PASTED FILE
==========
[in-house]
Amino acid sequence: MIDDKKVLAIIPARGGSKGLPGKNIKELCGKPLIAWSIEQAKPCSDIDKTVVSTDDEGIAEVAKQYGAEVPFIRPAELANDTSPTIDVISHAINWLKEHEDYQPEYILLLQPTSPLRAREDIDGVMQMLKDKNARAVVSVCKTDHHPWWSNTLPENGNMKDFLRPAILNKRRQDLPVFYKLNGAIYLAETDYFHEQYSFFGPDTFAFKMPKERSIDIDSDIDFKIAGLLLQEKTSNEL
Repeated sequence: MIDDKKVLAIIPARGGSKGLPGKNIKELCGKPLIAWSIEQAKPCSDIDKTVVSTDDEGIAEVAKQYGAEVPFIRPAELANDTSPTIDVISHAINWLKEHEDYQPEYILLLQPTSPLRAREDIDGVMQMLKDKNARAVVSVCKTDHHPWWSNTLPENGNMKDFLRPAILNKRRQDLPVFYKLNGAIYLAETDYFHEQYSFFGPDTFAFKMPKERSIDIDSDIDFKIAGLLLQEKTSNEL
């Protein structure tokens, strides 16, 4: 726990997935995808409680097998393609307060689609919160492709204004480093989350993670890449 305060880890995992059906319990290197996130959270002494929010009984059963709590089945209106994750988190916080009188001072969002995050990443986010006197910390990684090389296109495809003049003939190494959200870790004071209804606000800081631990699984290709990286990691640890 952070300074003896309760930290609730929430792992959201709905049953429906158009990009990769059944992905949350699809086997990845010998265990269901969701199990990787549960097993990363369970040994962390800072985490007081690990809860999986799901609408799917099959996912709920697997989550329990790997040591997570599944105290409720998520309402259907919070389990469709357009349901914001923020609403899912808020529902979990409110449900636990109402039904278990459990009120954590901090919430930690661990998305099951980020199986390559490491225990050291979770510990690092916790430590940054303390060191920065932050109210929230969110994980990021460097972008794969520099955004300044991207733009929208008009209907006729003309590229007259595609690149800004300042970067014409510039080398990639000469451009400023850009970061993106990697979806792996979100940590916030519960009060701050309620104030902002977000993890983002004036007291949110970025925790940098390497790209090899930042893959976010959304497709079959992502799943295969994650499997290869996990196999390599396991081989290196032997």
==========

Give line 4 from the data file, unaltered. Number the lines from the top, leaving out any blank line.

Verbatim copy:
């Protein structure tokens, strides 16, 4: 726990997935995808409680097998393609307060689609919160492709204004480093989350993670890449 305060880890995992059906319990290197996130959270002494929010009984059963709590089945209106994750988190916080009188001072969002995050990443986010006197910390990684090389296109495809003049003939190494959200870790004071209804606000800081631990699984290709990286990691640890 952070300074003896309760930290609730929430792992959201709905049953429906158009990009990769059944992905949350699809086997990845010998265990269901969701199990990787549960097993990363369970040994962390800072985490007081690990809860999986799901609408799917099959996912709920697997989550329990790997040591997570599944105290409720998520309402259907919070389990469709357009349901914001923020609403899912808020529902979990409110449900636990109402039904278990459990009120954590901090919430930690661990998305099951980020199986390559490491225990050291979770510990690092916790430590940054303390060191920065932050109210929230969110994980990021460097972008794969520099955004300044991207733009929208008009209907006729003309590229007259595609690149800004300042970067014409510039080398990639000469451009400023850009970061993106990697979806792996979100940590916030519960009060701050309620104030902002977000993890983002004036007291949110970025925790940098390497790209090899930042893959976010959304497709079959992502799943295969994650499997290869996990196999390599396991081989290196032997």